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United States Court of Appeals for the Federal Circuit

UNITED STATES COURT OF APPEALS FOR THE FEDERAL CIRCUIT

This court was created by the federal courts improvement act (1982), to take over the jurisdiction of the court of customs and patent appeals and the court of claims. Its first judges were the judges of the superseded courts. It is a constitutional court, whose twelve judges serve for life during good behavior.

The Federal Circuit, like the other united states courts of appeals, is an intermediate appellate court; its jurisdiction, however, is defined not by region but by subject matter. It has nationwide jurisdiction to hear appeals in cases chiefly of the types previously heard by the superseded courts: customs and patent matters, and claims against the United States. In the future, however, other types of cases may be added to the Federal Circuit's jurisdiction—tax appeals, for example. Such developments might relieve some of the pressure on the Supreme Court's docket, effectively removing certain technical and specialized areas from the Court's workload. Many proponents of the 1982 act regard the creation of this opportunity as the act's most important achievement.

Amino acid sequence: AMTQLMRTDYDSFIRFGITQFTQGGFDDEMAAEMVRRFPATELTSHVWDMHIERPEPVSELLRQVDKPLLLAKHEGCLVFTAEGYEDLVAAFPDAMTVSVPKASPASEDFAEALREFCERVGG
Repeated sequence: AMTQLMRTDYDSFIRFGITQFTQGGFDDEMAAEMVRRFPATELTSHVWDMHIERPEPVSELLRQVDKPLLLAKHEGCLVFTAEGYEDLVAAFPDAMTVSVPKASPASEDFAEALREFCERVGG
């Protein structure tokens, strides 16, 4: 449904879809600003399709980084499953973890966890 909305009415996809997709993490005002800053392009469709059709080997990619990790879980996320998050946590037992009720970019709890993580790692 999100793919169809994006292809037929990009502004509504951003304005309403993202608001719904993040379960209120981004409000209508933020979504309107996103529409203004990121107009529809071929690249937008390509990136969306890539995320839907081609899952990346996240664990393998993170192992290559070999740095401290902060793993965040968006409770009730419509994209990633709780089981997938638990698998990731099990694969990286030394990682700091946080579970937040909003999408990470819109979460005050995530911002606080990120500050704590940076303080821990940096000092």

Kenneth L. Karst
(1986)

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